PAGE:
Article on ‘The top three obstacles for policymakers in moving towards a circular economy’ for The Guardian co-authored with Mark Esposito, professor of economic strategy at Harvard Extension School and Grenoble School of Management and Terence Tse is associate professor of finance at ESCP Europe Business School.
‘Policymakers need to be prepared for resistance from existing business, the rebound effect and product obsolescence. ‘
We waste much of everything. Research in Europe on consumption habits provides statistics that show how often the resources we have end up wasted. For instance, in tonnage terms, only 40% of rubbish (pdf) in Europe is recycled. Not only this, but waste doesn’t consist only of the remainder of what is consumed, waste also exists in the way we use our resources. The researchers found that cars in Europe are parked 92% of the time, and offices are used only 35-40% during working hours. With this knowledge in hand, the opportunity for new efficiencies across all industries and consumer lifestyles is greater than ever. (…)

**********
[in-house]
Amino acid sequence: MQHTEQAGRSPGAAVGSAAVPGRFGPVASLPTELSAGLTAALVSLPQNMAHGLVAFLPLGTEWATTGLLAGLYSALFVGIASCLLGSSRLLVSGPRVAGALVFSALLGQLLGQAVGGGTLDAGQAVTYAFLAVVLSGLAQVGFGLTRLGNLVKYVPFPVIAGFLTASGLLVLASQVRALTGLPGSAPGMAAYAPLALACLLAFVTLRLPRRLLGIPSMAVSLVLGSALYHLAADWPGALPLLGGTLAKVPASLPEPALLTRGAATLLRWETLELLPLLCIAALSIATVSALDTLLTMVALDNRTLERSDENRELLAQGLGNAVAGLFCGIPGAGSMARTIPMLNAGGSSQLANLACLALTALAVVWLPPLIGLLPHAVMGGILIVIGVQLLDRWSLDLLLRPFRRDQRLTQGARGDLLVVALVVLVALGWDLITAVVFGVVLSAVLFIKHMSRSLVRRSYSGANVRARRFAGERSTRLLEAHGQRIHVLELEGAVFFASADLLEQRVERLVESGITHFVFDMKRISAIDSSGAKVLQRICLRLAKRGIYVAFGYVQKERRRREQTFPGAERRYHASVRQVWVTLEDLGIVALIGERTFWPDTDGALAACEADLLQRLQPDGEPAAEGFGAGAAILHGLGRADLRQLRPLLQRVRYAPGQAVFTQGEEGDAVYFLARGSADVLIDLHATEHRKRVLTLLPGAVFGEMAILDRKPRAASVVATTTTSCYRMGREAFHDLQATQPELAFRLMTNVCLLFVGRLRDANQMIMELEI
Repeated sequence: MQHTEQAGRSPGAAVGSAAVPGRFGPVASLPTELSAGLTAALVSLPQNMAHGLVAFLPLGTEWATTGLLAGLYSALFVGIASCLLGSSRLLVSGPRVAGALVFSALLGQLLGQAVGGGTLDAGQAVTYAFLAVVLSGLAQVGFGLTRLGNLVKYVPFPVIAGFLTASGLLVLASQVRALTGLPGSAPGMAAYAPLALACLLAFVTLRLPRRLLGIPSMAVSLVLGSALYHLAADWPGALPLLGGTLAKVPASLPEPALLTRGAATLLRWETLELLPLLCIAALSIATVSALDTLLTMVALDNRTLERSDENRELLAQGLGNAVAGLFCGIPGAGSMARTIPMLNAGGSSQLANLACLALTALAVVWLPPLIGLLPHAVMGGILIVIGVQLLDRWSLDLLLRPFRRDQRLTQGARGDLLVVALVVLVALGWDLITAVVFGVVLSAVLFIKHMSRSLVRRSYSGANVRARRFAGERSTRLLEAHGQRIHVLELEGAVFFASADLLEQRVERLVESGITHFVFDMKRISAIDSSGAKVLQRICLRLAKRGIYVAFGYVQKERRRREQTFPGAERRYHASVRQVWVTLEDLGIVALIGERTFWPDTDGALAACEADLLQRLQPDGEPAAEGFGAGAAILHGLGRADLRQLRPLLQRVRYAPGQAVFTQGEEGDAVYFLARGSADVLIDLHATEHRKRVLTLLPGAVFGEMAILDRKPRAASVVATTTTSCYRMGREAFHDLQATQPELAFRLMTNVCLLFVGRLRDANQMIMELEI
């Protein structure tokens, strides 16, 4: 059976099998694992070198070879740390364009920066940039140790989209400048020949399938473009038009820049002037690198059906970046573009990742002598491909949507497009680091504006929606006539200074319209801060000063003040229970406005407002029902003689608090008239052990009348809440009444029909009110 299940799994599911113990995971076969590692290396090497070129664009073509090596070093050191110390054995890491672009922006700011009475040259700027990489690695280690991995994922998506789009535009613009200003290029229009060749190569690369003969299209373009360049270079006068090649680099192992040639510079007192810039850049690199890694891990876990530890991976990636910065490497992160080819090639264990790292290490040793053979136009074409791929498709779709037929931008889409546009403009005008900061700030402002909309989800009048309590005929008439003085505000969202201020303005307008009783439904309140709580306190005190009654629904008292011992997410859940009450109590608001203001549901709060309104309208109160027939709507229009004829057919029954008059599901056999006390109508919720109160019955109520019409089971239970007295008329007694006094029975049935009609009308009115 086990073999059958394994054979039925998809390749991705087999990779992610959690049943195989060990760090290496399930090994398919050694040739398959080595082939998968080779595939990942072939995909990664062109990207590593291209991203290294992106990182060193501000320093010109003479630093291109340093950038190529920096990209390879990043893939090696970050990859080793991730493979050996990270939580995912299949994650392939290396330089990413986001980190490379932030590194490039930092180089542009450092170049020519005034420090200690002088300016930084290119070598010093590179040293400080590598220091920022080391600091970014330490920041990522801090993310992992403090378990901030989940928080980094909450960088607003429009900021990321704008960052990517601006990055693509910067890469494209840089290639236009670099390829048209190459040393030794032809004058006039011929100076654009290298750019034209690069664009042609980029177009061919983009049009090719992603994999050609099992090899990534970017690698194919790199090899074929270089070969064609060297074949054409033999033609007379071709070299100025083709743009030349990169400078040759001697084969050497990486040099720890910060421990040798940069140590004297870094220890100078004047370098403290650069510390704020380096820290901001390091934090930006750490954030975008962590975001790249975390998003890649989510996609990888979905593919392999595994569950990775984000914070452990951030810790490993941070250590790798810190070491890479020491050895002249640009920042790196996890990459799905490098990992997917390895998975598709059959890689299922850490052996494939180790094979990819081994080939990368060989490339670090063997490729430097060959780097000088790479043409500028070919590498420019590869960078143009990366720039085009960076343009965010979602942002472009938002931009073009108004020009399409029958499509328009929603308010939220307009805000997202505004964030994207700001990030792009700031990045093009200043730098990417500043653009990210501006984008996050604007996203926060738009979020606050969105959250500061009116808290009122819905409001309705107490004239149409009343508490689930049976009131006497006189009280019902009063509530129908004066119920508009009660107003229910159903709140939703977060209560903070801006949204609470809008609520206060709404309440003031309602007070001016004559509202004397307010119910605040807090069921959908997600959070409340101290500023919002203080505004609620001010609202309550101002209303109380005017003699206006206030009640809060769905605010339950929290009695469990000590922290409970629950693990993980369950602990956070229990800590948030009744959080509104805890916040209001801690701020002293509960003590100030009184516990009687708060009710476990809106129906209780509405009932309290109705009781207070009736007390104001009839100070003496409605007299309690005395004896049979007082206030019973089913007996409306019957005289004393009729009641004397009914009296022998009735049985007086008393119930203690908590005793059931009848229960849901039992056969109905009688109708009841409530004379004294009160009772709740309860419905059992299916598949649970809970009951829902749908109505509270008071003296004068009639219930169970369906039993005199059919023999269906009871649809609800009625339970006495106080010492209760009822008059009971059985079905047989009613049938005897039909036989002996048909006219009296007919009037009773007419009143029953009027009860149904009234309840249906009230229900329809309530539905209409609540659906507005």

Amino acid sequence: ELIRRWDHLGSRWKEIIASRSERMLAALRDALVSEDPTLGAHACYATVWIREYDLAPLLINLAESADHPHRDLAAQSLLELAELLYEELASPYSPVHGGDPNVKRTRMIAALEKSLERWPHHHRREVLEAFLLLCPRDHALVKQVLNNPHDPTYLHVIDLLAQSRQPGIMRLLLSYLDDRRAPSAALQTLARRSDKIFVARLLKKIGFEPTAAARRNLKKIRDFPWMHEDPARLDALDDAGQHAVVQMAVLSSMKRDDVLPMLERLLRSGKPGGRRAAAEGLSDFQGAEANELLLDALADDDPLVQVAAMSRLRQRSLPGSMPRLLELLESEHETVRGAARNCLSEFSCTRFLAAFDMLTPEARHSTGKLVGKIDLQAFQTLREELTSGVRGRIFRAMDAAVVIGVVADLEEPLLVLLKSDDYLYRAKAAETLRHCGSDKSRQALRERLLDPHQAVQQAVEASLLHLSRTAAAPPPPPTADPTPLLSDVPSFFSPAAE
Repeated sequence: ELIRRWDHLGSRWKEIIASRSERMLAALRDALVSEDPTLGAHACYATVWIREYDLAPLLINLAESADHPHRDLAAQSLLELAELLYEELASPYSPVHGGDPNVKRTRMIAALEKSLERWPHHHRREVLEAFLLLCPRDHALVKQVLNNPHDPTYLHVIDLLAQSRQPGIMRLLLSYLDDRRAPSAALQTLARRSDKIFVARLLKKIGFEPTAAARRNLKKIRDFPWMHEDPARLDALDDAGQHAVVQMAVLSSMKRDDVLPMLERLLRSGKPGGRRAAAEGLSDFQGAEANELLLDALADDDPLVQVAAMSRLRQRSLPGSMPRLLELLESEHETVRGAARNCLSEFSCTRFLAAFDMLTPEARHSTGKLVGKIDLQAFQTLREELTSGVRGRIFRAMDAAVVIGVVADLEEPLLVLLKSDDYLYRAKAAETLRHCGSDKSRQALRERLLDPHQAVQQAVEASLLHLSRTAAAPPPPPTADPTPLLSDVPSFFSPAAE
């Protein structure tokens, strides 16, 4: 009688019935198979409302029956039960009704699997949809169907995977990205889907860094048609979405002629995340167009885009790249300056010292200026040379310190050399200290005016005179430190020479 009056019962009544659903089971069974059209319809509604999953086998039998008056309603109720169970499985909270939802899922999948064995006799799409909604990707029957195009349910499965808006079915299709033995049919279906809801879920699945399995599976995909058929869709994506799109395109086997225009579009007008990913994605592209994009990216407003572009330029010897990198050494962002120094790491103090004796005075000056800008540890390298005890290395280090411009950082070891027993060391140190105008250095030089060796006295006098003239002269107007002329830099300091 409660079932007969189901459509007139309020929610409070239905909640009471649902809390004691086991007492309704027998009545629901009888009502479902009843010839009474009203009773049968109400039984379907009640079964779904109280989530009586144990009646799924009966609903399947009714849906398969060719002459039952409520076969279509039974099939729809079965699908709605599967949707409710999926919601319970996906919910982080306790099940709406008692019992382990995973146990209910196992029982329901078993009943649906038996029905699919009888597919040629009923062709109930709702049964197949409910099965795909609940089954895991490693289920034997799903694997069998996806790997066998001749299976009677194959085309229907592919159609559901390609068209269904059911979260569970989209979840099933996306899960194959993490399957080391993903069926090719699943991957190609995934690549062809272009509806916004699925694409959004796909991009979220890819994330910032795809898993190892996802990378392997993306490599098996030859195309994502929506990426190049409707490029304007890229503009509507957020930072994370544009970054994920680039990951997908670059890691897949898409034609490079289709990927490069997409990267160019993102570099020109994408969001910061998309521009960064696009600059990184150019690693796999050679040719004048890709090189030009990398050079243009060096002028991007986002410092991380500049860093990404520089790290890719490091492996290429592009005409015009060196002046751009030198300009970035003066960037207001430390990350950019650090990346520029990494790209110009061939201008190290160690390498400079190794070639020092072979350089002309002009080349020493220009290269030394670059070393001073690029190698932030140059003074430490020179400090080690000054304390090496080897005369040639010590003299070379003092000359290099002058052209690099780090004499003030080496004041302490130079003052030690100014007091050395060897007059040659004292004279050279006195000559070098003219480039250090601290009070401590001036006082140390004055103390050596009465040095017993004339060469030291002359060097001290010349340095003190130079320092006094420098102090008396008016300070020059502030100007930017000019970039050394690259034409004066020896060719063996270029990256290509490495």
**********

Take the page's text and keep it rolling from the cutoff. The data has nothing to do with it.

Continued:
Given the fact that consumers have the tendency to replace products prematurely, a tendency which has been greatly promoted by various marketing practices, there is a need to influence businesses to prevent, or at least postpone perceived product obsolescence. It is also important to alter consumers’ perceptions of obsolescence, so the average longevity of products can be prolonged.
While the above may come across as idealistic, the current policies set forth by the European Commission seem to be truly supportive of a circular economy and might even become Europe’s primary policy agenda. Who knows, this time we may truly make it happen.
Read our full article here.
Mark Esposito is professor of economic strategy at Harvard Extension School and Grenoble School of Management, Terence Tse is associate professor of finance at ESCP Europe Business School and Greta Seeger is co-create lead at Philips Design.